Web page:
As for COVID-19 vaccines, rich countries have gotten the lion’s share of the vaccine and poor countries have got far less.
How to address this problem of inequality? Last year, a proposal was floated by India and South Africa that WTO restrictions (TRIPS Agreement) on intellectual property be lifted and poorer countries by allowed to manufacture the vaccine locally to counter the disparity and to fight the pandemic. The United States, under President Joe Biden has gotten behind this remedy, as have China and Russia and the World Health Organization.
But not everyone was on board: Japan, Korea, UK and the EU and Germany were against the idea. In early June the European Parliament voted to waive IP restrictions for the COVID 19 vaccines. Still, the EU stands firm.
The question really boils down to this: Will waiving IP rights on the vaccine create and equitable distribution of vaccines and help stop the pandemic? Supporters say yes it will, critics say no it won’t.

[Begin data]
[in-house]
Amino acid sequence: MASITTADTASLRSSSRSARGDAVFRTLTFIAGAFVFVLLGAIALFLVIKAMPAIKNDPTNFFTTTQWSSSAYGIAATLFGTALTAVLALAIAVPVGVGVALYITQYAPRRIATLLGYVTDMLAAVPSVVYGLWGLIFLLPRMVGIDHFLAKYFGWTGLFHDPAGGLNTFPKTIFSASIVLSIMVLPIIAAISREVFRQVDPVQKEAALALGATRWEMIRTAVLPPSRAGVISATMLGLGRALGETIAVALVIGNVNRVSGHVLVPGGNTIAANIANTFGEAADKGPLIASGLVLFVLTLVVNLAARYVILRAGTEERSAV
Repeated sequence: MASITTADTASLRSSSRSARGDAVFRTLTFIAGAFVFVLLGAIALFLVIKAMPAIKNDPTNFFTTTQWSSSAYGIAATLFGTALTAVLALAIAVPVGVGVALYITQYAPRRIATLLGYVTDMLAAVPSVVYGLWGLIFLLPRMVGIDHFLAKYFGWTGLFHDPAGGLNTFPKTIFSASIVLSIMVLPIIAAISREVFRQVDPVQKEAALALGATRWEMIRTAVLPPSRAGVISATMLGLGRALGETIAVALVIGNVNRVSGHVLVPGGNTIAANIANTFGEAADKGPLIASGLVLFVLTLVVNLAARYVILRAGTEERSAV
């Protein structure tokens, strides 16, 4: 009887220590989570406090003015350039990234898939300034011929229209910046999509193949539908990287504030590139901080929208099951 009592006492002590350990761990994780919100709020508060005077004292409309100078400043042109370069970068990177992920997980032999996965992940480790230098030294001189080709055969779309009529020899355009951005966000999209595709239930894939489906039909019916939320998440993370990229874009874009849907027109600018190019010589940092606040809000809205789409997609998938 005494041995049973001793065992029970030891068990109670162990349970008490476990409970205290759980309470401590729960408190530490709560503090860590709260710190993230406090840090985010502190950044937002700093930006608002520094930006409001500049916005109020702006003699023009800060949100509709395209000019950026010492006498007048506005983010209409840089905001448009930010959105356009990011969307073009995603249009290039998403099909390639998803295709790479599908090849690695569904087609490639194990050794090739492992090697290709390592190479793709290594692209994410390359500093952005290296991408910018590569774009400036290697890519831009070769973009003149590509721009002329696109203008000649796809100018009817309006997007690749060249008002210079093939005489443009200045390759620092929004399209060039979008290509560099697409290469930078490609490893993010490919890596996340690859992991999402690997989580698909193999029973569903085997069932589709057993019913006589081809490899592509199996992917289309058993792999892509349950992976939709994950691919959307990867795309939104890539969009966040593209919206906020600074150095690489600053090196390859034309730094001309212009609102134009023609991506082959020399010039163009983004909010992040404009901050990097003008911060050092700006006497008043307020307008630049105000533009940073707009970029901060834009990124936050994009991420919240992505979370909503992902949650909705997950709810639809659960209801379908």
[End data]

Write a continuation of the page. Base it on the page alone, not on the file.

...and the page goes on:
Arguments against the IP waiver say that IP is not the problem, that technology and production are. Even if IP protections are waived say the critics, poorer countries do not have the skill or infrastructure to produce the vaccines correctly in the short term. Another reason given is a shortage of raw materials that are desperately needed by the current manufacturers to produce vaccine at speed and in volume.
Other arguments against the lifting of IP protection include:
- Waiving IP production my reduce quality of products
- There is a danger of fake products becoming common
- The lack of IP protection is a dis-incentive to investment
One proposal now being put forward as an alternative to suspending IP protection is for countries and organizations that are already producing vaccines to ramp-up production. The EU also proposes waiving export restrictions on vaccines and components.
The need for more vaccines is real and global. Is waiving IP protection the answer to this shortage. Let us know your thoughts on this vital issue.